The next evening, Mr. Rochester sends for Jane to speak with him in the library, and she undergoes an odd sort of interview at his hands. His manner is still abrupt and rather harsh. He is about thirty-eight, dark haired and dark eyed, square of brow and strong of feature, and ruggedly athletic; however, he is not a handsome man, as Jane bluntly points out on one occasion. Mr. Rochester's quirks of temper surprise Jane at first, although they do not discompose her; she is more comfortable with honesty and poor manners than she is among the hypocrisies and smoothnesses of polite society. As Mr. Rochester seeks out her company more frequently, she comes to understand and respect him, and the two become friends. Mr. Rochester eventually takes Jane into his confidence, and reveals that Adèle may be his daughter, although he disbelieves this to be the case; she is, however, the illegitimate daughter of a French opera dancer with whom Mr. Rochester once had a liaison.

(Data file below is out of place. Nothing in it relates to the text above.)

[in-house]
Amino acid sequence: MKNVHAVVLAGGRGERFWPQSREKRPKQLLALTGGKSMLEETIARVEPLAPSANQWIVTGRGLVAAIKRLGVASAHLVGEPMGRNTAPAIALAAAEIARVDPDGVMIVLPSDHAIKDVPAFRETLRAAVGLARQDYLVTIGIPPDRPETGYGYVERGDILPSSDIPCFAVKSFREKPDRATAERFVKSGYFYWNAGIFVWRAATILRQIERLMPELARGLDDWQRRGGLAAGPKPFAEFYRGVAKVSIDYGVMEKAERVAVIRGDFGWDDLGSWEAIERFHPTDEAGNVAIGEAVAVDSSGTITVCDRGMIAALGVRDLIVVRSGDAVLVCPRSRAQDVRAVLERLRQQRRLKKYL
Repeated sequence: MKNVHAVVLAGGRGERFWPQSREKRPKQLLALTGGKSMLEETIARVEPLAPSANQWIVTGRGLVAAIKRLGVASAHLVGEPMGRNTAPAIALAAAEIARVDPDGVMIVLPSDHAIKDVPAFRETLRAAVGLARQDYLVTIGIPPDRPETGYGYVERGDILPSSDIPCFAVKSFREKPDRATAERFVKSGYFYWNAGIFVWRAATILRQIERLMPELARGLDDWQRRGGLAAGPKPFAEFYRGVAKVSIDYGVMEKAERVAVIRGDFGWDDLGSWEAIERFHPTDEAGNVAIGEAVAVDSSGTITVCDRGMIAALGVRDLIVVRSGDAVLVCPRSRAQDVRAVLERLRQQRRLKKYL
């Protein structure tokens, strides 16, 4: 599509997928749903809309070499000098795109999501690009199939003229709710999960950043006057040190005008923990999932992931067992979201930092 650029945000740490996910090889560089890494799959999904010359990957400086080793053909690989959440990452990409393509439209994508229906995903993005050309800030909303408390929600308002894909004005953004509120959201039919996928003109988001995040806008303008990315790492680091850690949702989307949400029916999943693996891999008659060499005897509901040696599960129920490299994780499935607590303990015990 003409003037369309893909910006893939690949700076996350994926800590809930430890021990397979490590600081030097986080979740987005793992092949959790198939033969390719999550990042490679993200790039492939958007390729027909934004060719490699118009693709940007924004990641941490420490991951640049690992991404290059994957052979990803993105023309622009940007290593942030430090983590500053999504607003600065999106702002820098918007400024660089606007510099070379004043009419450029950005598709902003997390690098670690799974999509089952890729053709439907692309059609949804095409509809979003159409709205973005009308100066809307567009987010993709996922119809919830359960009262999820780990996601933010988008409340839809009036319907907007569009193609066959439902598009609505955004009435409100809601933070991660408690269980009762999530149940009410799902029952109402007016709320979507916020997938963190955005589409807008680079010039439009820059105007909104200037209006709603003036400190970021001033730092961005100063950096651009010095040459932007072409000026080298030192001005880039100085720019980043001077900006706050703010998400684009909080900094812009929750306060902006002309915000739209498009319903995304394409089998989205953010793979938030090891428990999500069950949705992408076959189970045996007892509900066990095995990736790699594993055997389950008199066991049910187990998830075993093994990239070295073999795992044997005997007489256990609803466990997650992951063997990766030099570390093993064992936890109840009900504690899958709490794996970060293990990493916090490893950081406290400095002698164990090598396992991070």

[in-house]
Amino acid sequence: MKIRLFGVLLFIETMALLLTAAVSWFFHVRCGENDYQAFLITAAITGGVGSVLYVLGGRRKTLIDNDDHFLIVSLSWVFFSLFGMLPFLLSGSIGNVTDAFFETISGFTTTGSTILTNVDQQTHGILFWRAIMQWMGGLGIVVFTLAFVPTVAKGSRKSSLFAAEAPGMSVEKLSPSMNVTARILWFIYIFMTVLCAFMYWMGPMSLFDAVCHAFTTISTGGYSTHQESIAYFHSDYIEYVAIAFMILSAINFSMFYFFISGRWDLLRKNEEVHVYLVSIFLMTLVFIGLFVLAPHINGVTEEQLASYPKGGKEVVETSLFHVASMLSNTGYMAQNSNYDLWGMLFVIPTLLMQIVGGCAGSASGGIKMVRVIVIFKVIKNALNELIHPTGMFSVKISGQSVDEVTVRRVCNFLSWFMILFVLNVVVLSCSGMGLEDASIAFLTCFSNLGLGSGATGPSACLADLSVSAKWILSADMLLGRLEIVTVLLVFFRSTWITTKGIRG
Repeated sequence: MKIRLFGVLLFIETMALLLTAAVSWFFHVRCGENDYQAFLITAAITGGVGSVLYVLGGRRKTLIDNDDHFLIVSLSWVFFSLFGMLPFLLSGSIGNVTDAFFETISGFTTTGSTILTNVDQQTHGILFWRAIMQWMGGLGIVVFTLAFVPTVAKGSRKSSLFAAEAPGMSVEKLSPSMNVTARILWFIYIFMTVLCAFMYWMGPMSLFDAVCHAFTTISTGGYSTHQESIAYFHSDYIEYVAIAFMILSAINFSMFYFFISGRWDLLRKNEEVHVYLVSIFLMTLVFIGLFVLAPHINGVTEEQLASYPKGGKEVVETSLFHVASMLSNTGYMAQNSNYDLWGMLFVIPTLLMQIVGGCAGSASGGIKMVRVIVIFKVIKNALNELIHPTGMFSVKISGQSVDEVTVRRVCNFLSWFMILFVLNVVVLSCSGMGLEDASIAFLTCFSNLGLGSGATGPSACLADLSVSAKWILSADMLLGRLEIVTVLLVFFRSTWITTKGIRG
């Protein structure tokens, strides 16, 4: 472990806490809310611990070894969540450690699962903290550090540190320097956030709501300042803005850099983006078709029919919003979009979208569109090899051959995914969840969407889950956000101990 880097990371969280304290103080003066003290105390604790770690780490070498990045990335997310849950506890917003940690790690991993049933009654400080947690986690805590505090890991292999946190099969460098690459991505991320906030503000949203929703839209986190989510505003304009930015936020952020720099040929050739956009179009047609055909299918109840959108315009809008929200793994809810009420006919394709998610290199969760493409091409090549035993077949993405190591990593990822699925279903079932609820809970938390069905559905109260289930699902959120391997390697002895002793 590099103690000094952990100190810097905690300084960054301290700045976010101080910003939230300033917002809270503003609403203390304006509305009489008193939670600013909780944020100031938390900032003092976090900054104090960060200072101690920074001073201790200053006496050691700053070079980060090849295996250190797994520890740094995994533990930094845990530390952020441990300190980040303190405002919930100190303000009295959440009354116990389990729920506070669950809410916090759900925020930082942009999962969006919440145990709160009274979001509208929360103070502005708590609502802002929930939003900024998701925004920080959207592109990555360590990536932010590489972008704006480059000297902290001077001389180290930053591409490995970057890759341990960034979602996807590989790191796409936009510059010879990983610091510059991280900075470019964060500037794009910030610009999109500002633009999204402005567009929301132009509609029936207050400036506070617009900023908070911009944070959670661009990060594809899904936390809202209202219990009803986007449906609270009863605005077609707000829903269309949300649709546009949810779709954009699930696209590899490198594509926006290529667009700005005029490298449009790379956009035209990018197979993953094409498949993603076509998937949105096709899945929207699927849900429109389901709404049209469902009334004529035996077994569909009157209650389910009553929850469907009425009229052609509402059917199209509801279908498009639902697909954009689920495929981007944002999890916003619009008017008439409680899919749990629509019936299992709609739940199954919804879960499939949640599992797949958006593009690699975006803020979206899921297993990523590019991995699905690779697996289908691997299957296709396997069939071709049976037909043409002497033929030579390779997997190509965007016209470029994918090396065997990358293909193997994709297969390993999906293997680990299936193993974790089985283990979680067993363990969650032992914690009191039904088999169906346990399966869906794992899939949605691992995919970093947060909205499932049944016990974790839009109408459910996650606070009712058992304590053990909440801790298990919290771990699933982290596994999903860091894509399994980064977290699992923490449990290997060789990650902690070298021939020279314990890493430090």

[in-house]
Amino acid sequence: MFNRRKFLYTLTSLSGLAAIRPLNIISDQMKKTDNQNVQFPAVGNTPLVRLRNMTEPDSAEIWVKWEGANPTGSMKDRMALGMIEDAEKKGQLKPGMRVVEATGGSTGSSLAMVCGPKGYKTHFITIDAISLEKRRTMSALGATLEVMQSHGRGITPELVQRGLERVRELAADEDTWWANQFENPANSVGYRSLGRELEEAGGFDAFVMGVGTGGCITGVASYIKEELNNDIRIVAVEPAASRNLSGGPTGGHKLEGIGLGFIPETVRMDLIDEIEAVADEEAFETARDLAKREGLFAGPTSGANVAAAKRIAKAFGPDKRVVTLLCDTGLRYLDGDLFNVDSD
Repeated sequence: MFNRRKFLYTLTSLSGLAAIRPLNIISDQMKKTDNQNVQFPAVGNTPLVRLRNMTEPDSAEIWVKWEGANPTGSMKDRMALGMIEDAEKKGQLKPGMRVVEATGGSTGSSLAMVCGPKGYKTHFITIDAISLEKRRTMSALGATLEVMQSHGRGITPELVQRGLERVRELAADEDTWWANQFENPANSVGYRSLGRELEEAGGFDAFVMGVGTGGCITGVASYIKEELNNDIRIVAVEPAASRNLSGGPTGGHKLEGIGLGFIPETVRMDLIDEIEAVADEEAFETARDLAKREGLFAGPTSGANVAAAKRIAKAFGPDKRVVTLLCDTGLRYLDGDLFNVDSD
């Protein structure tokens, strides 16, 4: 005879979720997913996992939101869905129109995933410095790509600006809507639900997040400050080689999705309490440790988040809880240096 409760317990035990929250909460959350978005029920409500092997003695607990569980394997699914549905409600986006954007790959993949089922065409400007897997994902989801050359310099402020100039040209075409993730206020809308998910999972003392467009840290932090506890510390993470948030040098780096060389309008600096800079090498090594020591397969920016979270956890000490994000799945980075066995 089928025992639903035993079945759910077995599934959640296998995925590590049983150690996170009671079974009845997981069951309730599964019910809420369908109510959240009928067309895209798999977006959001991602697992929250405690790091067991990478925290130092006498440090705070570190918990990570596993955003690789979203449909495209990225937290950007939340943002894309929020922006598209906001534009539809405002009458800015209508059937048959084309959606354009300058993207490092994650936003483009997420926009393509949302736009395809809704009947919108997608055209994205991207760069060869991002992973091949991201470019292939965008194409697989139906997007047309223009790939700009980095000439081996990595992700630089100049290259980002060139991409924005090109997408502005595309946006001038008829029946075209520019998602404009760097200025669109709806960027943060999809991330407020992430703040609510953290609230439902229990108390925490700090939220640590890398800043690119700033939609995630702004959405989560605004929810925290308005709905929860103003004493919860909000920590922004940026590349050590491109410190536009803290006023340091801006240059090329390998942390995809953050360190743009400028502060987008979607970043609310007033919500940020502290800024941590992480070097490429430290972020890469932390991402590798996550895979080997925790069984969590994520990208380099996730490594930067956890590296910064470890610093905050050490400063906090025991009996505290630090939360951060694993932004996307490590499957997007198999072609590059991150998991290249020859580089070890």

As their acquaintance grows closer, Jane finds herself falling in love with her employer; but she believes, despite the strong intellectual and emotional connection that has grown between them, that he cannot care for her because of her low status and plain looks. During this time an incident occurs, which turns out to be a foreshadowing of dark events to come. Startled awake by a noise in the hall, Jane goes into the corridor, hears a strange laugh and smells smoke coming from Mr. Rochester's room. Throwing open the door of his room, she discovers his bed-curtains ablaze, and Mr. Rochester deeply asleep on the bed. She manages to wake him and to extinguish the fire with water from the washstand. Mr. Rochester then leaves the room for several minutes. When he returns, he says he has resolved the matter to his satisfaction, and hints that the culprit is Grace Poole, an odd servant who lives on the otherwise abandoned third floor. He then takes Jane's hand and thanks her tenderly for saving his life; he seems reluctant for her to go. However, feeling cold (and aware that she and Mr. Rochester should not be alone in his bedroom in the middle of the night), she soon takes her leave.